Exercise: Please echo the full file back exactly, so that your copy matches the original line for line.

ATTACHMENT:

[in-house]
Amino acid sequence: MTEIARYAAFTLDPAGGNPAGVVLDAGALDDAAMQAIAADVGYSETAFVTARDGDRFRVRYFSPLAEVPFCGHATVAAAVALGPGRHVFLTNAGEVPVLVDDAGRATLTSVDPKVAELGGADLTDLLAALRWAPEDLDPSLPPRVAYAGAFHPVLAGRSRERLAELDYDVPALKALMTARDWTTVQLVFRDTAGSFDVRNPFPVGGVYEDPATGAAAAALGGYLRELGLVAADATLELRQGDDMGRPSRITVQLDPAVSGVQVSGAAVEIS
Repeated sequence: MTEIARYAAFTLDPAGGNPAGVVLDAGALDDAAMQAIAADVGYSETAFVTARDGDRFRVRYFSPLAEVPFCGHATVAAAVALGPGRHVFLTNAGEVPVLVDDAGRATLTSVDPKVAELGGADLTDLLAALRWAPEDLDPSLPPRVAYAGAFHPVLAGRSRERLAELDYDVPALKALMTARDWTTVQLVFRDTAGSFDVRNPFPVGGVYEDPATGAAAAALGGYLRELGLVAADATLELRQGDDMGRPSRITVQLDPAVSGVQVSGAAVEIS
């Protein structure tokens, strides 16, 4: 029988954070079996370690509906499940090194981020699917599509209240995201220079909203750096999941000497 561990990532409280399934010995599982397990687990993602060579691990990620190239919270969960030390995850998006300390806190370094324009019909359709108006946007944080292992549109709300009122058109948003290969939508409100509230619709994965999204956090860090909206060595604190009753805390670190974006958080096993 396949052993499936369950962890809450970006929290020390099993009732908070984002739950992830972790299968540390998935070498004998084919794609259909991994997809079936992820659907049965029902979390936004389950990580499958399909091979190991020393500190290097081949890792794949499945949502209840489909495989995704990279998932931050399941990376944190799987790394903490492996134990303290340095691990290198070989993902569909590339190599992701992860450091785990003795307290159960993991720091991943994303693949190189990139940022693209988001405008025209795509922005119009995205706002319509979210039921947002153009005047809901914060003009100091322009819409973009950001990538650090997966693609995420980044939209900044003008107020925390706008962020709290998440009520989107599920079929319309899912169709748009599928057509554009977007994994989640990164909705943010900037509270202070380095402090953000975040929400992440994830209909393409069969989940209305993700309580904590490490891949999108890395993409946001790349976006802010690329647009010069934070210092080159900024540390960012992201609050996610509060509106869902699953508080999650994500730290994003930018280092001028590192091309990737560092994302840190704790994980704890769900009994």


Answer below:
[in-house]
Amino acid sequence: MTEIARYAAFTLDPAGGNPAGVVLDAGALDDAAMQAIAADVGYSETAFVTARDGDRFRVRYFSPLAEVPFCGHATVAAAVALGPGRHVFLTNAGEVPVLVDDAGRATLTSVDPKVAELGGADLTDLLAALRWAPEDLDPSLPPRVAYAGAFHPVLAGRSRERLAELDYDVPALKALMTARDWTTVQLVFRDTAGSFDVRNPFPVGGVYEDPATGAAAAALGGYLRELGLVAADATLELRQGDDMGRPSRITVQLDPAVSGVQVSGAAVEIS
Repeated sequence: MTEIARYAAFTLDPAGGNPAGVVLDAGALDDAAMQAIAADVGYSETAFVTARDGDRFRVRYFSPLAEVPFCGHATVAAAVALGPGRHVFLTNAGEVPVLVDDAGRATLTSVDPKVAELGGADLTDLLAALRWAPEDLDPSLPPRVAYAGAFHPVLAGRSRERLAELDYDVPALKALMTARDWTTVQLVFRDTAGSFDVRNPFPVGGVYEDPATGAAAAALGGYLRELGLVAADATLELRQGDDMGRPSRITVQLDPAVSGVQVSGAAVEIS
């Protein structure tokens, strides 16, 4: 029988954070079996370690509906499940090194981020699917599509209240995201220079909203750096999941000497 561990990532409280399934010995599982397990687990993602060579691990990620190239919270969960030390995850998006300390806190370094324009019909359709108006946007944080292992549109709300009122058109948003290969939508409100509230619709994965999204956090860090909206060595604190009753805390670190974006958080096993 396949052993499936369950962890809450970006929290020390099993009732908070984002739950992830972790299968540390998935070498004998084919794609259909991994997809079936992820659907049965029902979390936004389950990580499958399909091979190991020393500190290097081949890792794949499945949502209840489909495989995704990279998932931050399941990376944190799987790394903490492996134990303290340095691990290198070989993902569909590339190599992701992860450091785990003795307290159960993991720091991943994303693949190189990139940022693209988001405008025209795509922005119009995205706002319509979210039921947002153009005047809901914060003009100091322009819409973009950001990538650090997966693609995420980044939209900044003008107020925390706008962020709290998440009520989107599920079929319309899912169709748009599928057509554009977007994994989640990164909705943010900037509270202070380095402090953000975040929400992440994830209909393409069969989940209305993700309580904590490490891949999108890395993409946001790349976006802010690329647009010069934070210092080159900024540390960012992201609050996610509060509106869902699953508080999650994500730290994003930018280092001028590192091309990737560092994302840190704790994980704890769900009994």